Wednesday, February 19, 2014

A Bitcoin Insolvency?

I was interviewed yesterday by Wired Magazine for an article that appears on their website about a potential insolvency situation at Mt. Gox, one of the larger "Bitcoin exchanges".   So I thought I would write a little about that situation.

For those who don't know what bitcoin is, perhaps because they are overwhelmed by the millions of articles written about it in the past year, it is considered to be "the first decentralized digital currency" (there are many apparently).  The home page of the Bitcoin foundation calls it "an innovative payment network and a new kind of money".    There is a very clear video on that page that explains it.  

Its appeal is based on (1) it can be privately created - anyone can download the free software and become a "bitcoin miner" and create one or more bitcoins just by running that application, and thus it does not depend on government fiat, which appeals to the libertarian philosophy that imbues much of the Internet; (2) the software is ingeniously designed to become harder and harder to run, thus limiting the amount of bitcoins that can be generated, making it -- aspirationally at least -- superior as a store of value to fiat currencies; and (3) transacting in bitcoin does not require payment intermediaries like banks, and thus is harder, although not impossible, for law enforcement agencies to trace it, which appeals to a certain class of users.  A secondary kind of appeal exists in the speculative fervor that has arisen around bitcoins, not unlike tulips or Pokemon cards.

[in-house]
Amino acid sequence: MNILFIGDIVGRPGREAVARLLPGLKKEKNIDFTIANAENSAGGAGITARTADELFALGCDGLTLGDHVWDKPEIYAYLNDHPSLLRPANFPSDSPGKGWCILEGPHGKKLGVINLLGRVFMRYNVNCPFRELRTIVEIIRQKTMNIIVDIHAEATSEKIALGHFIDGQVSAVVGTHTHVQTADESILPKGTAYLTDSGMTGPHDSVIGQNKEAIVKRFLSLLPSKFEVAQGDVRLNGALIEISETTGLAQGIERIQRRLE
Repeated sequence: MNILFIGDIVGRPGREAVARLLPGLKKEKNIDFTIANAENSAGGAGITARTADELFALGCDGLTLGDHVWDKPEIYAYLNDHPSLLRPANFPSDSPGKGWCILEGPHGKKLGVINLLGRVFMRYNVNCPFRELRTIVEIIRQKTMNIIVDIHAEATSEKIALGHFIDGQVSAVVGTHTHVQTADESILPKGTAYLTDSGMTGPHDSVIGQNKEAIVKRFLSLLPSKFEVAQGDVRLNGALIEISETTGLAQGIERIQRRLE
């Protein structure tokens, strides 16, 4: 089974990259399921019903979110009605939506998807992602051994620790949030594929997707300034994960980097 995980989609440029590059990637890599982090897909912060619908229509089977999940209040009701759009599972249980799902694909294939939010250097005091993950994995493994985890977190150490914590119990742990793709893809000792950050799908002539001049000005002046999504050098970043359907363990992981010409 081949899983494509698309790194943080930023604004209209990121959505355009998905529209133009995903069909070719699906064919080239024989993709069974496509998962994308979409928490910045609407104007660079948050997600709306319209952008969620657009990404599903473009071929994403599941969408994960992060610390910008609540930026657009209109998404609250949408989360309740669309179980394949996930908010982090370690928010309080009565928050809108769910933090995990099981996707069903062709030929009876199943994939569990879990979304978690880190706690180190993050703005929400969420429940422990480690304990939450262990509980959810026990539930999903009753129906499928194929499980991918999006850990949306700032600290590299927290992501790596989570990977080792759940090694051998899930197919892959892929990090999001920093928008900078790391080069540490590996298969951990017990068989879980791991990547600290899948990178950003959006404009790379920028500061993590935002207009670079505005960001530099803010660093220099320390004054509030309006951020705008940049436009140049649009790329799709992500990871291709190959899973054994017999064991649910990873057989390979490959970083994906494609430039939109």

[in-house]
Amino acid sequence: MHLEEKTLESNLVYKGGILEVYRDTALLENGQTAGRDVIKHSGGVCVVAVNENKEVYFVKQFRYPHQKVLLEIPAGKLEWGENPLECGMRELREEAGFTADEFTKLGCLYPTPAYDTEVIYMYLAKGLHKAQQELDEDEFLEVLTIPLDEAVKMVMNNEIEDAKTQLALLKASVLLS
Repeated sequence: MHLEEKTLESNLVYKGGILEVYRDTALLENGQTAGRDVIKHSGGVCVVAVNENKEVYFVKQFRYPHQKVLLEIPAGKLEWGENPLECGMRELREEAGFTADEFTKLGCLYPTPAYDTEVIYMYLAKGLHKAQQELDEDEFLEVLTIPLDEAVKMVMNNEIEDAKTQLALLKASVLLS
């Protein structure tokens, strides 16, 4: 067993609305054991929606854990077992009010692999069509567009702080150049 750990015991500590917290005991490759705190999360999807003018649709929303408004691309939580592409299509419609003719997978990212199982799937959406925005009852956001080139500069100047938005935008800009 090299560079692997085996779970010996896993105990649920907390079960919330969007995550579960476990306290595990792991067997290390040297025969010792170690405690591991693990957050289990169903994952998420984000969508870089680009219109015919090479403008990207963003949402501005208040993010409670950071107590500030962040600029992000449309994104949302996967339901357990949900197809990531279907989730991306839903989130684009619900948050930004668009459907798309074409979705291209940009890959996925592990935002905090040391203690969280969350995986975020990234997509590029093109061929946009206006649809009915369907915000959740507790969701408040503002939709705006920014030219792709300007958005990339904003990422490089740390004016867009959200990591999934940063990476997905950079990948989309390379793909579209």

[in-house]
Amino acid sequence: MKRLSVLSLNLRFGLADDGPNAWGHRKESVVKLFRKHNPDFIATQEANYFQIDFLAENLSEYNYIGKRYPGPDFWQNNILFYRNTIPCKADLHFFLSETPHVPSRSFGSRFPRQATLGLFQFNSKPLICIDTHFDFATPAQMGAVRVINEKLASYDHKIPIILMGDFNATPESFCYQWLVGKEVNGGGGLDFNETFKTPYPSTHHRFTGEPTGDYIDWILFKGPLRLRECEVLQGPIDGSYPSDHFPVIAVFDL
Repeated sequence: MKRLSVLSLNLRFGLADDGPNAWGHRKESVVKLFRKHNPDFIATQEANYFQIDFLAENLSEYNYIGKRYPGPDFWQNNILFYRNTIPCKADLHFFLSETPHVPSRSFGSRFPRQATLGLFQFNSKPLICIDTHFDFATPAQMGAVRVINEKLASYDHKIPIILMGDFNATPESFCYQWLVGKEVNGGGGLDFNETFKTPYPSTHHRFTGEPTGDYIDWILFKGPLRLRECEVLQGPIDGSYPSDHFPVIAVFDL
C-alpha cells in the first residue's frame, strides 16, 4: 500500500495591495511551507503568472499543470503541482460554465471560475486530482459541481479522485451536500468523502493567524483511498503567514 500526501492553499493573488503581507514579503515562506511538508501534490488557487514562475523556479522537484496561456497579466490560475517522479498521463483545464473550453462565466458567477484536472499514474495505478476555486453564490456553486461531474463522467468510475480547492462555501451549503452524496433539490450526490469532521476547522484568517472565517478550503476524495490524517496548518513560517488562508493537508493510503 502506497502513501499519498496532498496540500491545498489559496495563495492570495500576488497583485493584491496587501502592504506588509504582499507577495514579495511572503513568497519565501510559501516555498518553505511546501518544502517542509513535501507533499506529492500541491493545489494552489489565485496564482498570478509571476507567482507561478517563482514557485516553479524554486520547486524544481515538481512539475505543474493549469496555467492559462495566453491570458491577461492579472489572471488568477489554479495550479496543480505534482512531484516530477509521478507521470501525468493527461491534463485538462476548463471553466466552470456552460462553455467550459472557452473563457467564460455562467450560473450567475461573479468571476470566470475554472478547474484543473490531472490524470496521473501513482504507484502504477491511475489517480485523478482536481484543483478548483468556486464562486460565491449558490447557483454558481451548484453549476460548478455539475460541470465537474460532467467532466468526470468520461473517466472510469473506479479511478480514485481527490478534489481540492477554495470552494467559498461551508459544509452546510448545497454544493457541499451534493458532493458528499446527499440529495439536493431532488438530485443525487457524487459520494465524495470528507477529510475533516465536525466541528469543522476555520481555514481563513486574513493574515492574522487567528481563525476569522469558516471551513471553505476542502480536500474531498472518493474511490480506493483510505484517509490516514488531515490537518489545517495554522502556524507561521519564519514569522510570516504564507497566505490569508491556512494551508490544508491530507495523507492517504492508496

As best I can figure, although the creators of bitcoin envisioned that it would operate outside of the conventional system of payment intermediaries like banks, exchanges like Mt. Gox have arisen so that persons who do not choose to become bitcoin miners themselves can nonetheless acquire bitcoins to trade against other currencies in the hope of a speculative profit.   

When I use the term "exchange" to describe Mt. Gox, I am not making a legal characterization but simply using the terminology of the article.  Mt. Gox's website says it "is not a currency exchange."  Looking at its website and reading some articles about it, it appears to be a  Japanese corporation, a "Kabushiki kaisha", denominated by a "K.K." after its name."  I have no idea whether it is an "exchange" in some legal sense under Japanese law or carries any other special status under Japanese law.  It would not seem to be an "exchange" under the Securities Exchange Act of 1934, as bitcoins do not seem to come close to qualifying as "securities" given there is no underlying company to which they relate.

Whether bitcoin is even a "currency" in a meaningful sense strikes me as doubtful, at least at present.  A currency functions as a means of payment and a store of value, and in some theories a unit of measurement.  As bitcoin is accepted as a means of payment by in an infinitesimal percentage of private establishments, and not at all by any public sector actors AFAIK, at the present time, it does not seem to satisfy the first condition.  It resembles less a national currency and more the kind of token that private sector actors sometimes create for loyalty purposes, like frequent flyer miles or S&H Green Stamps, each of which is (or was) accepted by a small group of private vendors in exchange for goods or services.   There is, I suppose, an analogy to precious metals, although those are no longer used as a means of payment either.